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Redefining MMOs: More than lore

Kyle Horner

There's a self-created paradox in the MMO industry. This genre asks its participants to invest copious amounts of time and people do want to spend a hours and hours within a single, expansive virtual environment. The downside is that videogames tend to spin on a single mechanical axis: conflict.

In the MMO realm, conflict generally means combat. The problem is endless conflict becomes excruciatingly tedious. Crafting, socialization and sometimes even mini-games have been employed to counteract this, yet it remains a substantial issue. Whereas the story and plot development -- our topics this week -- have largely taken a back seat.

With professional MMO development soaring and a whole new generation of promising titles on the way, we stand on the cusp of what could be the next big evolutionary leap for online gaming. In the coming weeks and months, Massively will be examining how the MMO genre has been redefined during the current generation of games and where it's headed in the next. If you have something important to say on the topic, feel free to post a comment on page two or even write your own "Redefining MMOs" blog post and leave a comment with the URL -- we'd love to hear your thoughts on the topic.

Everyone has a story to tell, and so it's only natural that the creative minds who build and participate in massively multiplayer online games have many of their own. This week's installment of our ongoing Redefining MMOs feature focuses on story, it's evolution and potential future.

It came from the MUD

In the beginning, there were MUDs and before long they proliferated. Many of them allowed for storytelling but much like their eventual descendants, they primarily focused on beating the living brain matter out of things.

Story in MMOs has always come in two parts, or flavors, if you will. Half consists of the story a developer deigns to design into their game, while the other half sprouts from those looking and willing to tell their own story. The ratio has traditionally always leaned towards the players' story; greatly depending on the game in question as well as its community. Socializing had to stand in for story, long before story was ready to take over.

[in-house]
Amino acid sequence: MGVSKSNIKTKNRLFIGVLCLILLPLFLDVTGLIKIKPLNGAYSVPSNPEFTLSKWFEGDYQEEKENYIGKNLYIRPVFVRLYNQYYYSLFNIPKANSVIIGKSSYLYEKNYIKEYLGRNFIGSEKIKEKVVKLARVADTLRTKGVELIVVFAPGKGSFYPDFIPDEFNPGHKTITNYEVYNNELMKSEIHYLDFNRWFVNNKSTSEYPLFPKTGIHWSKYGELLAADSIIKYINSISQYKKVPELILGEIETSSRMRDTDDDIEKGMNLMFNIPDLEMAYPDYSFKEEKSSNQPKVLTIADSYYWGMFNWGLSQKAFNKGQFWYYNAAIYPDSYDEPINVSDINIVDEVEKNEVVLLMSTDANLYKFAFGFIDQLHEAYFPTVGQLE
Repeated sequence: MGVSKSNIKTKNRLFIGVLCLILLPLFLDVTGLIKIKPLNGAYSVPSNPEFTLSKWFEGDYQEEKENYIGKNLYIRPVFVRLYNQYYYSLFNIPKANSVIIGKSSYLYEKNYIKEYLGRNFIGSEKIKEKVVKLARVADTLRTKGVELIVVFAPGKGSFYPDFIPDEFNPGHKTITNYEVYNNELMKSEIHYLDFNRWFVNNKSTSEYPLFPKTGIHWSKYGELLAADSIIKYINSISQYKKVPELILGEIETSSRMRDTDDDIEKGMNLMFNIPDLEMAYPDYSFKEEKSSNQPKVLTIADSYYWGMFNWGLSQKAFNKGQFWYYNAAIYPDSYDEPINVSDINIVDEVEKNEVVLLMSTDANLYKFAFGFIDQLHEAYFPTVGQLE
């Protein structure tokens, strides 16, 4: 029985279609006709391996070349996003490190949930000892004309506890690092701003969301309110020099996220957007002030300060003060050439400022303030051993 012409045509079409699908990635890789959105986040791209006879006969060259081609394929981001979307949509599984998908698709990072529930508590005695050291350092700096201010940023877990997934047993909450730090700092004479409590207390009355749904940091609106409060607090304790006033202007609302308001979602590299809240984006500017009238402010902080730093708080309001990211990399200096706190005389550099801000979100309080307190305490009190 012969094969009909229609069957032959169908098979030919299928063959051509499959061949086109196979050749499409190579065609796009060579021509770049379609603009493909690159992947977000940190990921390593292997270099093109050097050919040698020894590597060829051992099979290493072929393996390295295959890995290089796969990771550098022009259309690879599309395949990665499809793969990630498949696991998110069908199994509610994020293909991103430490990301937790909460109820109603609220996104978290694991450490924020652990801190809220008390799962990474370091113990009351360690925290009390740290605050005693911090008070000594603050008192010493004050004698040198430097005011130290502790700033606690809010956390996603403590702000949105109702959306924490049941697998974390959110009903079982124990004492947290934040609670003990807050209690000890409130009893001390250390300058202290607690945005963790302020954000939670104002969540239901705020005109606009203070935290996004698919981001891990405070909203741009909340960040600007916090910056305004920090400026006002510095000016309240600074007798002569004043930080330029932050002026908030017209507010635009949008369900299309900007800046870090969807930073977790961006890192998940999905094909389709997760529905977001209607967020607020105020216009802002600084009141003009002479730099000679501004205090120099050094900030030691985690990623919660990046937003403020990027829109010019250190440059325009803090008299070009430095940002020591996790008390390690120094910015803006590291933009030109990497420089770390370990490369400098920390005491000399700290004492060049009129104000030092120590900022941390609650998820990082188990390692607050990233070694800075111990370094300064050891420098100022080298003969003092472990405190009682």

Early MMOs

Then there were the early MMO prototypes, like Meridian 59, that were largely experiences focused on the mechanics over the story. Much of the early MMO crop were limited by the technology in certain ways, especially when it pertained to evocative storytelling. Even so, the Ultima RPGs were focused on their stories, giving way to a rich history upon the release of Ultima Online. Although this was the first game with access to a rich lore, the design philosophy of the game and wild west nature of its original community gave way to far more interesting player created stories.

So it was that this era relied on the proactive player to create a memorable story themselves. This was especially true in the early days of EverQuest, where maps were nonexistent unless you broke out a piece of paper and a pencil. Exploration played a big party in people's personal EverQuest stories, as an environment can tell its own type of story. Even still, the developer's story of Norrath and its woes was enthralling at the time, largely because it was told in 3D.

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